There are two very good essays on the Constitutionality of the recently passed Arizona law aimed at illegal aliens. The first, from, an attorney who helped to draft the law, Kris Kobach, writing in the NYT:
. . . The arguments we’ve heard against [the Arizona law] either misrepresent its text or are otherwise inaccurate. As someone who helped draft the statute, I will rebut the major criticisms individually:
It is unfair to demand that aliens carry their documents with them. It is true that the Arizona law makes it a misdemeanor for an alien to fail to carry certain documents. “Now, suddenly, if you don’t have your papers ... you’re going to be harassed,” the president said. “That’s not the right way to go.” But since 1940, it has been a federal crime for aliens to fail to keep such registration documents with them. The Arizona law simply adds a state penalty to what was already a federal crime. . . .
“Reasonable suspicion” is a meaningless term that will permit police misconduct. Over the past four decades, federal courts have issued hundreds of opinions defining those two words. The Arizona law didn’t invent the concept: Precedents list the factors that can contribute to reasonable suspicion; when several are combined, the “totality of circumstances” that results may create reasonable suspicion that a crime has been committed. . . .
The law will allow police to engage in racial profiling. Actually, Section 2 provides that a law enforcement official “may not solely consider race, color or national origin” in making any stops or determining immigration status. In addition, all normal Fourth Amendment protections against profiling will continue to apply. In fact, the Arizona law actually reduces the likelihood of race-based harassment by compelling police officers to contact the federal government as soon as is practicable when they suspect a person is an illegal alien, as opposed to letting them make arrests on their own assessment.
It is unfair to demand that people carry a driver’s license. Arizona’s law does not require anyone, alien or otherwise, to carry a driver’s license. Rather, it gives any alien with a license a free pass if his immigration status is in doubt. Because Arizona allows only lawful residents to obtain licenses, an officer must presume that someone who produces one is legally in the country. . . .
In sum, the Arizona law hardly creates a police state. It takes a measured, reasonable step to give Arizona police officers another tool when they come into contact with illegal aliens during their normal law enforcement duties.
And it’s very necessary: Arizona is the ground zero of illegal immigration. Phoenix is the hub of human smuggling and the kidnapping capital of America, with more than 240 incidents reported in 2008. It’s no surprise that Arizona’s police associations favored the bill, along with 70 percent of Arizonans. . .
The second is from Prof. Jacobsen at Legal Insurrection, adding a bit of the nuance to the argument:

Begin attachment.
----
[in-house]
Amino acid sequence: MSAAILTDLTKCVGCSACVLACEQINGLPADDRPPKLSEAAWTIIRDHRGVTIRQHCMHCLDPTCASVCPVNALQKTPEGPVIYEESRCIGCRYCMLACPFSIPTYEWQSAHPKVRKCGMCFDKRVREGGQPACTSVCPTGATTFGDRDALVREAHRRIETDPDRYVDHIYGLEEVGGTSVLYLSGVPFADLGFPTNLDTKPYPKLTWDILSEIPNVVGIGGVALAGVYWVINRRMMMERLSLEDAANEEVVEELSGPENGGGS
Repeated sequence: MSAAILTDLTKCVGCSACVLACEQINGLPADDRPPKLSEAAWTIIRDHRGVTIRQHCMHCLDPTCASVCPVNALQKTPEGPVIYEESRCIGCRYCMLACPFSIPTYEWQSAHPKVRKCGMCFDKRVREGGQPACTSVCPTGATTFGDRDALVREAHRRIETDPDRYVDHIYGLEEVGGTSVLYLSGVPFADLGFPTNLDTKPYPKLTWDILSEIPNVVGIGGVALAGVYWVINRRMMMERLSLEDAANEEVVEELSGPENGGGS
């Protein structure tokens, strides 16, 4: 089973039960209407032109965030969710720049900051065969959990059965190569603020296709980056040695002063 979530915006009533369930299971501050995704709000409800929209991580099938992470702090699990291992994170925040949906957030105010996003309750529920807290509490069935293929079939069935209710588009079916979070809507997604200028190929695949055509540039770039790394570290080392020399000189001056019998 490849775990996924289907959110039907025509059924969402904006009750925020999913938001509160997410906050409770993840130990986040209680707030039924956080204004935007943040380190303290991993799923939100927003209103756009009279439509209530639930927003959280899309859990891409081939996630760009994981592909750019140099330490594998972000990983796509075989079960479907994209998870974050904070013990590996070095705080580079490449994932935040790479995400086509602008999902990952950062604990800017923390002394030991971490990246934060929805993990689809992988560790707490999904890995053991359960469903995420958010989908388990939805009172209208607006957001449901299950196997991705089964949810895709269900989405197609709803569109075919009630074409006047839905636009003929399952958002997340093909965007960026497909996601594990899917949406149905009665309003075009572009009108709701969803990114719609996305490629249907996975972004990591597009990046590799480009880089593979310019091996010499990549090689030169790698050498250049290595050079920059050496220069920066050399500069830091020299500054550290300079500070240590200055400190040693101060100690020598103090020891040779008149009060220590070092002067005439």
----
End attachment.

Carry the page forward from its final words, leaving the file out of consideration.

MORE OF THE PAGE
There is a fundamental disconnect in the arguments being mounted against the Arizona immigration law. What many of the critics want to say, but do not, is that they view all immigration laws as inherently racist because most illegal immigrants are non-white.
There are some legitimate civil liberties concerns regarding the standard by which police can require someone to produce identification or other information. These concerns are not unique to the Arizona immigration law. Much of the history of our criminal laws is an attempt by the courts to set forth standards for police conduct regarding searches and seizures, and questioning of suspects.
But a point I have made before is that a law which may end up being tossed by the courts on civil liberties grounds does not make the law racist. Issues such as random DWI checkpoints have posed serious legal issues for reasons completely unrelated to race.
That a racially neutral law may be enforced in a racially discriminatory manner also does not make the law, or supporters of the law, racist. Our traffic laws are a prime example.
Police often are accused of singling out minorities for traffic stops based on race, but that does not mean we stop enforcing traffic laws altogether, or accuse proponents of speed limits and stop signs of being racist. Rather, we implement policies which prohibit racial profiling and do our best to enforce such policies.
I realize that this may be too nuanced for some. But the distinction is important because of all the hyperventilated charges that Arizona now is a Nazi, Communist and Apartheid state (quite a combination). . . .
Having reviewed the Arizona law, I will be surprised if it is overturned. The radical left and that portion of the Latino community that quite literally wants to secede are coupling with Democrats seeking the Latino vote to wholly misrepresent both the Arizona law and its purpose. Race cards are flying - and as usual, with no basis in fact.